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There are common professional trajectories that plucky young architecture studios tend to follow, depending on where they are. In the United States, they might start with single-family houses or retail interiors—but, in China nowadays, the countryside is where budding designers often show their chops before taking on wider-ranging projects.

Sun Shed.

Sun Shed (1 and top of page)
MIX Architecture transformed a former agricultural warehouse, capped with a glass roof, into a dynamic event hall—complete with “treelike” bamboo columns, which veil the original steel structure. Inside, a visual connection to the sky and planted areas evoke a pastoral landscape. Photo © Cong Lin, click to enlarge.

Such has been the case with MIX Architecture, a Nanjing-based partnership founded in 2016 by Zhou Suning, 42, Tang Tao, 38, and Wu Ziye, 36. “There were a lot of opportunities,” Zhou says of the practice’s start in rural China, citing government investment aimed at revitalizing areas that have long suffered from lagging economic development and migration toward the country’s wealthier cities. “It also gave us a chance to think carefully about what was precious and what has value,” he adds.

Shanshu Firewood Garden.

Shanshui Firewood Garden (2 - 4)
Situated between a bamboo forest and a rural village in China’s Sichuan province, this structure pinwheels around a central pond. Walls made of suspended split logs shape space and cast dynamic shadows. Photos © Arch-Exist

Shanshu Firewood Garden.
Shanshu Firewood Garden.

Beginning with small insertions in historic houses and going to the conversion of an agricultural warehouse into an event hall with dendriform bamboo pillars, MIX has quickly developed a methodology that provides complex briefs a nuanced formal expression. Given their rural context, these projects aim to improve living conditions, boost social and cultural infrastructures, and stimulate local economies while revisiting traditional building and craft practices through a contemporary lens.

With MIX, this has often produced subtle atmospherics and striking juxtapositions, whether using the pristine glass boxes and white volumes they inserted in the siheyuan that now houses the Jiangshan Fishing Village bookstore or the sleek, low-slung, faceted roof that frames views of the forests surrounding their Wuxiang Mountain Qiu Hu Station. “We try to discover the DNA of a place to make the project suitable, so it can adapt to and change the culture,” adds Wu. “This is true for both smaller and larger-scale work, rural and urban.”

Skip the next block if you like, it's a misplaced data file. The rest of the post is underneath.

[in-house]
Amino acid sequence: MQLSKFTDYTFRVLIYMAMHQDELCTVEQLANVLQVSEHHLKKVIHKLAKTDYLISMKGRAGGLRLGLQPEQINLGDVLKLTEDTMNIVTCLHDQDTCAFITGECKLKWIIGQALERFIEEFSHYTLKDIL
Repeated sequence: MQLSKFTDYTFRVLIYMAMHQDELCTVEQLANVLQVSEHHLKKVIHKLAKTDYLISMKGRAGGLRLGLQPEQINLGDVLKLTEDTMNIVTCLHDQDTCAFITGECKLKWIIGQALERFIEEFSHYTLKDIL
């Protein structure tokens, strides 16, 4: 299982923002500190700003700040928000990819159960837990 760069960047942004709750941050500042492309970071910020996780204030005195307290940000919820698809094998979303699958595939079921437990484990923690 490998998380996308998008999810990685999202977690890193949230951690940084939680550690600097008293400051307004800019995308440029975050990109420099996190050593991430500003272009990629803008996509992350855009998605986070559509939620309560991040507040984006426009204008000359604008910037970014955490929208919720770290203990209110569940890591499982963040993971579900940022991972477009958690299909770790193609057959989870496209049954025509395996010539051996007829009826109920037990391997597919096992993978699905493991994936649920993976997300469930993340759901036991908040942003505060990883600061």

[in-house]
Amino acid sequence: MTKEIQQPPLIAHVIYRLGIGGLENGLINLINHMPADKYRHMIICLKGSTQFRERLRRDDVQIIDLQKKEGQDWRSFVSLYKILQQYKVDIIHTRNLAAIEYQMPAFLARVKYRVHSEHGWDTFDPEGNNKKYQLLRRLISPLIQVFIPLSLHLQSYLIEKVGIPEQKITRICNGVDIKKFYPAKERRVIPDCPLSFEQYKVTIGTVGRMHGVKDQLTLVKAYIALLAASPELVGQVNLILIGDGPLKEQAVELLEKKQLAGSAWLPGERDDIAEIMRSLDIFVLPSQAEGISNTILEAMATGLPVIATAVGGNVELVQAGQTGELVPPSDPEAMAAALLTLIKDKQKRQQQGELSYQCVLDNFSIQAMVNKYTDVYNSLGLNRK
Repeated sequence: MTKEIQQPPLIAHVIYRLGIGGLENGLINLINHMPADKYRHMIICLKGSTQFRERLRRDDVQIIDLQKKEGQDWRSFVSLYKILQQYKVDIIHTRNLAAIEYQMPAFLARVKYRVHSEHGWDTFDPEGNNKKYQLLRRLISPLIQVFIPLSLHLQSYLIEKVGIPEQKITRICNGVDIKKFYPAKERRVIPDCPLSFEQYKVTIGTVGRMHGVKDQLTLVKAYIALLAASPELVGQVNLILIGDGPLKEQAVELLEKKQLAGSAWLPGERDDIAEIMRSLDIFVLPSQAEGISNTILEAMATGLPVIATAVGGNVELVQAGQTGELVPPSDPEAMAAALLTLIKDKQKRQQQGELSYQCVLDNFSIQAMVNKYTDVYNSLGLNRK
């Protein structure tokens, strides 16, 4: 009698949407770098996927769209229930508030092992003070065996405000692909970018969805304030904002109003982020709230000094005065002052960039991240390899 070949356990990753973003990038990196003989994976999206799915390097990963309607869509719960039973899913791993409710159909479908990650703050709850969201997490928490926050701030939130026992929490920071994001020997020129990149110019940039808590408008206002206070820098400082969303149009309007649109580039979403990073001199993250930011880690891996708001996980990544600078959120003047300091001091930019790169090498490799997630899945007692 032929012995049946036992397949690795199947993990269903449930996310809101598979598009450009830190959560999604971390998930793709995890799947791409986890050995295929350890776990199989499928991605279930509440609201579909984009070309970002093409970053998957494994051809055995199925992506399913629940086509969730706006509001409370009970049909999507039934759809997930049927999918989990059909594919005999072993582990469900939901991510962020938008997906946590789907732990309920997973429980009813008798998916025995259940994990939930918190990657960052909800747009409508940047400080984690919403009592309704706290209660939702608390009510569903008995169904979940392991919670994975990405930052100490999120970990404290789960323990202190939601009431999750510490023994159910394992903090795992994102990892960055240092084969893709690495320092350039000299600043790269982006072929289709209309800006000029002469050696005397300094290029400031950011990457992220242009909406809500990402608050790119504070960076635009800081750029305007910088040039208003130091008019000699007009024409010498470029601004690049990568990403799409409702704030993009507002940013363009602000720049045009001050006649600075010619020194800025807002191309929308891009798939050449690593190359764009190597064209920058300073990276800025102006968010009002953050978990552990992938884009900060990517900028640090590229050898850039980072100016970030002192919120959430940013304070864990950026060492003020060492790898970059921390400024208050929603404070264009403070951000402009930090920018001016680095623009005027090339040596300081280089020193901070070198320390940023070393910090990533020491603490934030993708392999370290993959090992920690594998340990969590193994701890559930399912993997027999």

Jiangshan Fishing Village.

Jiangshan Fishing Village (5 - 11)
This multiphase project included the adaptive reuse of historic structures as well as new ground-up facilities. Glass volumes were inserted into an older building to transform it into a bookstore and teahouse (5). A new community center features a deepeaved roof with a circular cut-out for a growing tree (6). Public restrooms also dot the village (7). Photos © Bowen Hou

Jiangshan Fishing Village.
Jiangshan Fishing Village.
Jiangshan Fishing Village.
Jiangshan Fishing Village.
Jiangshan Fishing Village.
Jiangshan Fishing Village.

Indeed, as its name implies, MIX does not want to limit itself to a single genre or style. Recently, the studio has taken the approach it has honed in the countryside to the city. For one project, the practice is transforming a 1960s factory in Nanjing into an office complex comprising interlocking stacked volumes designed around courtyards and inspired, in form and materiality, by the original redbrick building. At another, a ground-up, 750,000-square-foot tech-company headquarters, also in Nanjing, has been designed as a kind of threshold between interior and exterior landscaping, with gestures intended to accentuate mountain views.

Meanwhile, the studio is keeping one foot in its countryside proving grounds with a mountain resort—whose horizontal pavilions will trace the contours of the valley it sits in—while also developing regional strategies for the adaptive reuse of old buildings. “Working closely with local residents on small projects,” says Tang, “gave us valuable insight into designing sensitively for people’s needs.” Adds Zhou: “And that has helped us more comprehensively engage complex projects.”


Suning Zhou and Ziye Wu and Tao Tang.

Clockwise from left: Suning Zhou, Ziye Wu, and Tao Tang. Photo © MIX Architecture



PRINCIPALS: Suning Zhou, Tao Tang, Ziye Wu

Zhou: Chongqing University, B.Arch., 2006
Tang: Nanjing University, M.Arch., 2011; Tianjin Chengjian University, B.Arch., 2008
Wu: Nanjing University, M.Arch.,2012; Qingdao University of Technology, B.Arch., 2009

Zhou: AZL Architects, 2006–14
Tang: AZL Architects, 2011–14
Wu: AZL Architects, 2012–14

KEY COMPLETED PROJECTS: Jiangshan Fishing Village Renovation, Phase I & II, 2018–19; Wuxiang Mountain Qiu Hu Station, 2021; Lishui Ancestral Hall Renovation, 2021 (all three in Nanjing); Forest Tea House, 2022, Wuhan; Shanshui Firewood Garden, 2021, Yibin; Sun Shed Renovation, 2018, Yi Zheng (all in China)

KEY CURRENT PROJECTS: Combat Machinery Factory Renovation; Red House; Headquarters R&D Economic Park (all in Nanjing, China)